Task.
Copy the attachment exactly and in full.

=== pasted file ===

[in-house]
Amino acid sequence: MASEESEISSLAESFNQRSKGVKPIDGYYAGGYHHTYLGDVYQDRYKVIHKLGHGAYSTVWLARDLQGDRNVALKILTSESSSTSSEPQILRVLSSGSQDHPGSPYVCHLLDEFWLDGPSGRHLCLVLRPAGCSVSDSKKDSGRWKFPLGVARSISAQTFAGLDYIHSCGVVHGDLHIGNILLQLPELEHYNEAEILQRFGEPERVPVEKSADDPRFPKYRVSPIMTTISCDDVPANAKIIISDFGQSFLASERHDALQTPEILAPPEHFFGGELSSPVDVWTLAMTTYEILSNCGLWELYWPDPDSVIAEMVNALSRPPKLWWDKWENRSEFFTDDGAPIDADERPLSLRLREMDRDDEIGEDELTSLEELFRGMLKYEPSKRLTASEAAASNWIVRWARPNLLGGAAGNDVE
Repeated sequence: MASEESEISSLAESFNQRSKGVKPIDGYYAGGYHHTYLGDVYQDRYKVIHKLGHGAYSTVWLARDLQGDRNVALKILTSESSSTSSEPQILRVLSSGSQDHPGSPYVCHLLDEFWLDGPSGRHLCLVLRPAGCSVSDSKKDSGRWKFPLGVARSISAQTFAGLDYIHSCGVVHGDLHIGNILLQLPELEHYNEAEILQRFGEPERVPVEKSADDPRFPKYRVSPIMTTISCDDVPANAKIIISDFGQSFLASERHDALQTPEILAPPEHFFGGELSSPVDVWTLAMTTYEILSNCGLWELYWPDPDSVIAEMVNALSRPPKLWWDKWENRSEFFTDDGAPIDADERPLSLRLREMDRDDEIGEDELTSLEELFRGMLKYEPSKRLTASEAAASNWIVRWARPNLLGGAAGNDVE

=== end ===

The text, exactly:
[in-house]
Amino acid sequence: MASEESEISSLAESFNQRSKGVKPIDGYYAGGYHHTYLGDVYQDRYKVIHKLGHGAYSTVWLARDLQGDRNVALKILTSESSSTSSEPQILRVLSSGSQDHPGSPYVCHLLDEFWLDGPSGRHLCLVLRPAGCSVSDSKKDSGRWKFPLGVARSISAQTFAGLDYIHSCGVVHGDLHIGNILLQLPELEHYNEAEILQRFGEPERVPVEKSADDPRFPKYRVSPIMTTISCDDVPANAKIIISDFGQSFLASERHDALQTPEILAPPEHFFGGELSSPVDVWTLAMTTYEILSNCGLWELYWPDPDSVIAEMVNALSRPPKLWWDKWENRSEFFTDDGAPIDADERPLSLRLREMDRDDEIGEDELTSLEELFRGMLKYEPSKRLTASEAAASNWIVRWARPNLLGGAAGNDVE
Repeated sequence: MASEESEISSLAESFNQRSKGVKPIDGYYAGGYHHTYLGDVYQDRYKVIHKLGHGAYSTVWLARDLQGDRNVALKILTSESSSTSSEPQILRVLSSGSQDHPGSPYVCHLLDEFWLDGPSGRHLCLVLRPAGCSVSDSKKDSGRWKFPLGVARSISAQTFAGLDYIHSCGVVHGDLHIGNILLQLPELEHYNEAEILQRFGEPERVPVEKSADDPRFPKYRVSPIMTTISCDDVPANAKIIISDFGQSFLASERHDALQTPEILAPPEHFFGGELSSPVDVWTLAMTTYEILSNCGLWELYWPDPDSVIAEMVNALSRPPKLWWDKWENRSEFFTDDGAPIDADERPLSLRLREMDRDDEIGEDELTSLEELFRGMLKYEPSKRLTASEAAASNWIVRWARPNLLGGAAGNDVE